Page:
What Does it Take to Get Into Lehigh University?
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Only 25% of applicants are accepted at Lehigh University. What does it take to get in?
Known for its unique interdisciplinary programs, such as Computer Science and Business (CSB), Integrated Degree in Engineering, Arts and Sciences (IDEAS), and Integrated Business and Engineering (IBE), Lehigh University is home to three colleges with undergraduate programs, including:
- College of Arts and Sciences
- P.C. Rossin College of Engineering and Applied Science
- College of Business & Economics
The university is located in Bethlehem, Pennsylvania, in Lehigh Valley, with three campuses that are situated on or around South Mountain. With rigorous academic programs, including 7-year combined degree programs in optometry and dentistry, and stellar athletics, it’s no surprise that Lehigh has a strong freshman retention rate of 96%
How do you get into Lehigh? Here’s what the university looks for.
Applying to Lehigh: A Quick Review
To apply to Lehigh, you will submit:
- Common App
- Lehigh Supplement
- School report, including counselor recommendation and official transcript
- Teacher recommendation
- Midyear and final report
- SAT or ACT (superscores within one version of the test; writing not required)
- Subject Tests recommended (potentially awards credit for scores 700+)
Regular: January 1
Early Decision 1: November 1
Early Decision 2: January 1
Lehigh Acceptance Rate: How Difficult is it to Get In?
Admission to Lehigh is very competitive; the university has an admission rate of 25%. Of 3,489 acceptances, 35% (1,234) matriculated as part of the class of 2021.
Standardized Test Scores
SAT middle 50% range:
- SAT critical reading: 640-715
- SAT math: 660-755
ACT middle 50% range: 30-33
So, What Does It Take to Get Into Lehigh?
Lehigh performs a holistic review of your application, taking into account class rank, grades, any grade fluctuations, academic performance in courses related to your program of study, curriculum rigor, recommendations, extracurriculars, work experience, and demonstrated interest.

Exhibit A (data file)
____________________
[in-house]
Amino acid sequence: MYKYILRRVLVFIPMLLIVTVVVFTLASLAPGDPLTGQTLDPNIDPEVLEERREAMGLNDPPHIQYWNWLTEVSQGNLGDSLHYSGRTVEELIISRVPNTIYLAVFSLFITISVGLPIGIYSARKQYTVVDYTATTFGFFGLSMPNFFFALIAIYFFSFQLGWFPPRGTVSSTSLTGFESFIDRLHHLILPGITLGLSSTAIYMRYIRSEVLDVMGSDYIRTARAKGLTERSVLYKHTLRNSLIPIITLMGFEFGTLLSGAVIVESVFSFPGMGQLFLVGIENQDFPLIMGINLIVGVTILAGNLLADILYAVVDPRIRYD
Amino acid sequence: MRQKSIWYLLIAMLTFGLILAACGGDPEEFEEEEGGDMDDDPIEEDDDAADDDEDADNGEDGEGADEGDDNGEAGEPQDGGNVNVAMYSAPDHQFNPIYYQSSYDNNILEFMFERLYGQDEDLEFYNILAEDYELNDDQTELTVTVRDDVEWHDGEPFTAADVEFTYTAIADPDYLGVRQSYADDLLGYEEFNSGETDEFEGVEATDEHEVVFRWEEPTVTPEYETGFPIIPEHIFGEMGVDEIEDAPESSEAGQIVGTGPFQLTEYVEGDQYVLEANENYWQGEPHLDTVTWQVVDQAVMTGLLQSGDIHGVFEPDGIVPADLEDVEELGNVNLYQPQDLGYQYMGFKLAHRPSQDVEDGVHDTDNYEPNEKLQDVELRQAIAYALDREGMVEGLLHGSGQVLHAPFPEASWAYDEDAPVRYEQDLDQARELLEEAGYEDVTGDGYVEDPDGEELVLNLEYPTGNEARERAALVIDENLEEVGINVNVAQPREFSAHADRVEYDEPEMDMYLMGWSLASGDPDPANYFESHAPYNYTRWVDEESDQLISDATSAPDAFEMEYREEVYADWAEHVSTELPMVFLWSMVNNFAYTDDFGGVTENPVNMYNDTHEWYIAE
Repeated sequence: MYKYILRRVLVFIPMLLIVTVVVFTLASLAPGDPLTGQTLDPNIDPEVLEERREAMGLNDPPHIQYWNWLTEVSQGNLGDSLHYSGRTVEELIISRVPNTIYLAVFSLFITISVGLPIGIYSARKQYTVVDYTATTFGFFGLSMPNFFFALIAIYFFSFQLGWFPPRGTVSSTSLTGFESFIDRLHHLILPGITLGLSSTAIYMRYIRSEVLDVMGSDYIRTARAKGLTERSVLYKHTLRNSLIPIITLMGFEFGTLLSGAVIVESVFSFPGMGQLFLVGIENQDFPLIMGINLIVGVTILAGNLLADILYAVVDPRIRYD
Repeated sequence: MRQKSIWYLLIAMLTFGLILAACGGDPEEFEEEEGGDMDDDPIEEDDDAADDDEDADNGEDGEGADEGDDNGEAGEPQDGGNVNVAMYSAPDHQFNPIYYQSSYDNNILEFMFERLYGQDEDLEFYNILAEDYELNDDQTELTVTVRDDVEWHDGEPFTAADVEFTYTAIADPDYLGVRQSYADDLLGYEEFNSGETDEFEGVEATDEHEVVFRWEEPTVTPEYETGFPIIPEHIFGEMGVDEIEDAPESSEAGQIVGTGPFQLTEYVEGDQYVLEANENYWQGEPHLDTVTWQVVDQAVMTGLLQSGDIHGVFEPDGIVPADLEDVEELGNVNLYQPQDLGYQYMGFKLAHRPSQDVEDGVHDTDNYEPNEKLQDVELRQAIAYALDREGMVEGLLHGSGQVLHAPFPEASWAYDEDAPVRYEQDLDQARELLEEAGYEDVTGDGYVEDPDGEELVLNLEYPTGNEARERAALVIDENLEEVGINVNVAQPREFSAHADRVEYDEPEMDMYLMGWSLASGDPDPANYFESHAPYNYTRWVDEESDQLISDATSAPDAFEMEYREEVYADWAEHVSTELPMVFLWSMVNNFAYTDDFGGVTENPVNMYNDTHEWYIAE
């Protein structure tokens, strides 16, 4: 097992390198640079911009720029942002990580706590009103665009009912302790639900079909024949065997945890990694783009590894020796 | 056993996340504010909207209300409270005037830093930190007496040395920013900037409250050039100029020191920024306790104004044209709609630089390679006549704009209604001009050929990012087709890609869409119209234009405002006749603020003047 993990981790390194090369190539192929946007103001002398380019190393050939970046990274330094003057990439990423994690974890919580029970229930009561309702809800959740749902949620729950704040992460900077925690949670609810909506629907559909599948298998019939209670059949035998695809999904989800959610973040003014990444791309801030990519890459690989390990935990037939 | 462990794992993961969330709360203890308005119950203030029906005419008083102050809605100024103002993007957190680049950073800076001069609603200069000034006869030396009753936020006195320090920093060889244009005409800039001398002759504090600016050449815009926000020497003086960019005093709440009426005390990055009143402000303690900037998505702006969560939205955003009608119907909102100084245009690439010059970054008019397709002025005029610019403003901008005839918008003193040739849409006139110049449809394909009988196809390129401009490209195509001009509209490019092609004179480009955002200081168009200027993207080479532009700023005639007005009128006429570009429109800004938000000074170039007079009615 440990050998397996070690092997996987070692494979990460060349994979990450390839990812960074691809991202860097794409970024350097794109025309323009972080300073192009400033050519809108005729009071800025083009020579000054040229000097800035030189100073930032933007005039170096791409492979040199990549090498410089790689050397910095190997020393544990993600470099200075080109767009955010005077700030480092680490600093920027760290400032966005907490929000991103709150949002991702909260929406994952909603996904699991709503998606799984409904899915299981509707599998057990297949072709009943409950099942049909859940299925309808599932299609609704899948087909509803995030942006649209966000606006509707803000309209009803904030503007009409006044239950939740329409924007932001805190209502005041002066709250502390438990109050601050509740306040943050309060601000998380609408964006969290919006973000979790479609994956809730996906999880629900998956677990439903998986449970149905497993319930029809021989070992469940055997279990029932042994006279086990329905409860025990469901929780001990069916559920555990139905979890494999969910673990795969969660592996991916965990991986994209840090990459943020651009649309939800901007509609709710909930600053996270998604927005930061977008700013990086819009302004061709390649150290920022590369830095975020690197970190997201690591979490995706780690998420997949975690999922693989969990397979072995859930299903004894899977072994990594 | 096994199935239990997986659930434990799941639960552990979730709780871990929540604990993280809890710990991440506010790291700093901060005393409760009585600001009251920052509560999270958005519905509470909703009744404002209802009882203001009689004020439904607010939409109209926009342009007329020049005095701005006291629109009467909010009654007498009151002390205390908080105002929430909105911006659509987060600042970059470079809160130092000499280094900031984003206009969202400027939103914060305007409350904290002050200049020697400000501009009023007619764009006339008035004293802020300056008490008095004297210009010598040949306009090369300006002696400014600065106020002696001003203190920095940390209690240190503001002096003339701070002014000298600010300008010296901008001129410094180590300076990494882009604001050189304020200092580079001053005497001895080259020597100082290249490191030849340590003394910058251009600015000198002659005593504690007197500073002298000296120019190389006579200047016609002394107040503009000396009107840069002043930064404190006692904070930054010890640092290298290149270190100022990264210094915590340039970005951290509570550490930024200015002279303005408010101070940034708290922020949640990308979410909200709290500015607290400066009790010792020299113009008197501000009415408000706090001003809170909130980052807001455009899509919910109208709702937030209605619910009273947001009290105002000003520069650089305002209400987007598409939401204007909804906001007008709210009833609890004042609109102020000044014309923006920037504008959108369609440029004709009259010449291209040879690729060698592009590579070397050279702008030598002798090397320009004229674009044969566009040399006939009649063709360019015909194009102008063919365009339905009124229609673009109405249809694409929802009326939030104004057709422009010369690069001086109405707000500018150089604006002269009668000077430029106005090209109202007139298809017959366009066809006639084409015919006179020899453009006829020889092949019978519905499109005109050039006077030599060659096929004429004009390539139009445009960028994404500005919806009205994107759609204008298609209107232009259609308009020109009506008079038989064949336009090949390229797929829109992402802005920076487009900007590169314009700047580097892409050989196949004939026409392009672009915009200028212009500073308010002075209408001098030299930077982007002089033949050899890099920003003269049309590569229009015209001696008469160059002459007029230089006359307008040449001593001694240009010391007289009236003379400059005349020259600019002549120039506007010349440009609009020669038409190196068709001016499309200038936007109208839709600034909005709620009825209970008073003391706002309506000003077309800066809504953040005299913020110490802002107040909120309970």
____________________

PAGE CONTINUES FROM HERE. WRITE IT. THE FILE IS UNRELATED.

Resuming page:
Lehigh emphasizes real-world learning and collaboration. Consider gaining experience through internships, volunteering, and other extracurriculars to show Lehigh that you’re passionate about learning—and get a taste of a potential career.
Given Lehigh’s emphasis on interdisciplinary programs, it can also be helpful to demonstrate multiple talents and interests. You should show that you’re well-rounded but specialized, of course, but having multiple specialties indicates that you have many talents. If you attend Lehigh, you could have the opportunity to pursue several or intersecting interests and talents.
Finally, it’s important to show that Lehigh is a top choice of yours. As a school with a clear “why us?” essay, Lehigh wants students who want to go to Lehigh. In addition to demonstrating your knowledge of and fit with the university in your essay, you should also visit, participate in an on-campus interview, or demonstrate interest in other ways.
What If You Get Rejected?
Being denied admission to any college, particularly one of your top choices, is disappointing. Still, it’s important to take a step back and regroup. If you get rejected from Lehigh, here’s what you can do:
Take a gap year or transfer in. If you had your heart set on Leigh or received bad news from the other colleges on your list, one option is to take a gap year and reapply next admissions cycle. If you do decide to go this route, make sure you have a productive plan for the year. You might undertake a research project, volunteer, study to improve your SAT scores, or take classes at a local college. Do know, however, that this path is risky, as taking a gap year won’t ensure your acceptance the second time around.
You could also begin your studies at another institution with the hopes of transferring. However, with an admissions rate of 25% for transfer students and only 30-40 transfer spots, the odds of acceptance are equivalent to those for applying as a first-year student.
Keep it in perspective. Even if Lehigh was your top choice, chances are, you’ll find a way to make a college that did accept you work. College really is what you make of it, and if you put effort into adjusting to another school by joining clubs, working hard in your classes, and cultivating a social life, you’ll likely find that you can make a fulfilling college experience for yourself, even if you end up at a college that wasn’t your top choice.
Curious about your chances of acceptance to your dream school? Our free chancing engine takes into account your GPA, test scores, extracurriculars, and other data to predict your odds of acceptance at over 500 colleges across the U.S. We’ll also let you know how you stack up against other applicants and how you can improve your profile. Sign up for your free CollegeVine account today to get started!